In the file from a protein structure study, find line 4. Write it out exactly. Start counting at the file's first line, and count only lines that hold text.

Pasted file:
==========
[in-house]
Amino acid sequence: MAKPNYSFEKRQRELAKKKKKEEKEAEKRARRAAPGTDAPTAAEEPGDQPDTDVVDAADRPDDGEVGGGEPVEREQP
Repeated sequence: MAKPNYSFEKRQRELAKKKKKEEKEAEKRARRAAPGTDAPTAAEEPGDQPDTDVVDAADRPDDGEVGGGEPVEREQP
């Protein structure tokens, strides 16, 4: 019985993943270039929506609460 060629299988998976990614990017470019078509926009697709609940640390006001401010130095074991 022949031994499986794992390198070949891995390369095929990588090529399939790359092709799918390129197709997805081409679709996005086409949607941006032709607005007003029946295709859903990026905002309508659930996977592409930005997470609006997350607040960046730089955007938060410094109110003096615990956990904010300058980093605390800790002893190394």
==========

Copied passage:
């Protein structure tokens, strides 16, 4: 019985993943270039929506609460 060629299988998976990614990017470019078509926009697709609940640390006001401010130095074991 022949031994499986794992390198070949891995390369095929990588090529399939790359092709799918390129197709997805081409679709996005086409949607941006032709607005007003029946295709859903990026905002309508659930996977592409930005997470609006997350607040960046730089955007938060410094109110003096615990956990904010300058980093605390800790002893190394």